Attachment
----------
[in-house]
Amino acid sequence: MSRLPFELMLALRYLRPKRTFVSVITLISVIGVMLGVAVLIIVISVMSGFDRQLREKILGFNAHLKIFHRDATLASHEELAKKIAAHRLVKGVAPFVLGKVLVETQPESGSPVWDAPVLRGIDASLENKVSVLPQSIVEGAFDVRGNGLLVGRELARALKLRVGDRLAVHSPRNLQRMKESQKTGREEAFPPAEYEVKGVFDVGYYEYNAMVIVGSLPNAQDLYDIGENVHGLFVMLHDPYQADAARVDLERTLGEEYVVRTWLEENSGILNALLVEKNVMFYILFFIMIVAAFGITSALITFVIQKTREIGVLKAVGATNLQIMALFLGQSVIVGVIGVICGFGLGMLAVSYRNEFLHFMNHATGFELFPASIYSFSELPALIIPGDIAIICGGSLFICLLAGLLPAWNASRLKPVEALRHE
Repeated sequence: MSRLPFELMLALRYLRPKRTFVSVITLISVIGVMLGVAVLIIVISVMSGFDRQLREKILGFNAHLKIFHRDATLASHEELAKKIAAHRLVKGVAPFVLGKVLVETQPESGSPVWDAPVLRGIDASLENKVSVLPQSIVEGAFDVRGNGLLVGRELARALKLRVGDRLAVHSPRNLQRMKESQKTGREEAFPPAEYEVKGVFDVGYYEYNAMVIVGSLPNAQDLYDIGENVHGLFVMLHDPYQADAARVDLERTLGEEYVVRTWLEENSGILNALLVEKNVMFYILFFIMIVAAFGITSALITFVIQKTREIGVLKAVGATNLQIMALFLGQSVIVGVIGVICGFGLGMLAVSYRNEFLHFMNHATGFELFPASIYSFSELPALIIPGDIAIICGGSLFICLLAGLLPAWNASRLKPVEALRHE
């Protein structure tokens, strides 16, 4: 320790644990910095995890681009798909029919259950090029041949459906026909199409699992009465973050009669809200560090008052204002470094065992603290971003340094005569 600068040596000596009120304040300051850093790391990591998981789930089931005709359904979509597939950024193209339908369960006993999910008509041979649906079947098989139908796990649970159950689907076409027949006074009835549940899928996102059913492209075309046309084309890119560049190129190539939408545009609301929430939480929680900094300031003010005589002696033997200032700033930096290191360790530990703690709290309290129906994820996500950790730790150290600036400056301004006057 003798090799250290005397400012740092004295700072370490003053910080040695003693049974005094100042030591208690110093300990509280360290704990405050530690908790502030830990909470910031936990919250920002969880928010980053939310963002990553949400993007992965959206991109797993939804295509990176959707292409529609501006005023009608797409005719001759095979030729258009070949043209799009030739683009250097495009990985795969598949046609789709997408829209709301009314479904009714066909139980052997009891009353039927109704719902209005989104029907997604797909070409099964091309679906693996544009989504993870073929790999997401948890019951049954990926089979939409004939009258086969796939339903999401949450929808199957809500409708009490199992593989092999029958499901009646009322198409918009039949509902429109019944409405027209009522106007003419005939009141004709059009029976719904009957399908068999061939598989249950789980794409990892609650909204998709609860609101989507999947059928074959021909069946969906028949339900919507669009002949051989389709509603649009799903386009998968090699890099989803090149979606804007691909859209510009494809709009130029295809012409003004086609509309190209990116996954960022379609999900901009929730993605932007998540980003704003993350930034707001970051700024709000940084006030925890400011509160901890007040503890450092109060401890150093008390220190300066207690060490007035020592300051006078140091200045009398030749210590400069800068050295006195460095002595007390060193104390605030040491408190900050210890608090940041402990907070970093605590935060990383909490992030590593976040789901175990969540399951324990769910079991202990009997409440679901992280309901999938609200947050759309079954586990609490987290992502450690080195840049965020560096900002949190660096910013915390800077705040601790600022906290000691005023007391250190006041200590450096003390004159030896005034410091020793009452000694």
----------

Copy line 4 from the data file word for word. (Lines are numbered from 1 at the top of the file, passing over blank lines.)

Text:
């Protein structure tokens, strides 16, 4: 320790644990910095995890681009798909029919259950090029041949459906026909199409699992009465973050009669809200560090008052204002470094065992603290971003340094005569 600068040596000596009120304040300051850093790391990591998981789930089931005709359904979509597939950024193209339908369960006993999910008509041979649906079947098989139908796990649970159950689907076409027949006074009835549940899928996102059913492209075309046309084309890119560049190129190539939408545009609301929430939480929680900094300031003010005589002696033997200032700033930096290191360790530990703690709290309290129906994820996500950790730790150290600036400056301004006057 003798090799250290005397400012740092004295700072370490003053910080040695003693049974005094100042030591208690110093300990509280360290704990405050530690908790502030830990909470910031936990919250920002969880928010980053939310963002990553949400993007992965959206991109797993939804295509990176959707292409529609501006005023009608797409005719001759095979030729258009070949043209799009030739683009250097495009990985795969598949046609789709997408829209709301009314479904009714066909139980052997009891009353039927109704719902209005989104029907997604797909070409099964091309679906693996544009989504993870073929790999997401948890019951049954990926089979939409004939009258086969796939339903999401949450929808199957809500409708009490199992593989092999029958499901009646009322198409918009039949509902429109019944409405027209009522106007003419005939009141004709059009029976719904009957399908068999061939598989249950789980794409990892609650909204998709609860609101989507999947059928074959021909069946969906028949339900919507669009002949051989389709509603649009799903386009998968090699890099989803090149979606804007691909859209510009494809709009130029295809012409003004086609509309190209990116996954960022379609999900901009929730993605932007998540980003704003993350930034707001970051700024709000940084006030925890400011509160901890007040503890450092109060401890150093008390220190300066207690060490007035020592300051006078140091200045009398030749210590400069800068050295006195460095002595007390060193104390605030040491408190900050210890608090940041402990907070970093605590935060990383909490992030590593976040789901175990969540399951324990769910079991202990009997409440679901992280309901999938609200947050759309079954586990609490987290992502450690080195840049965020560096900002949190660096910013915390800077705040601790600022906290000691005023007391250190006041200590450096003390004159030896005034410091020793009452000694």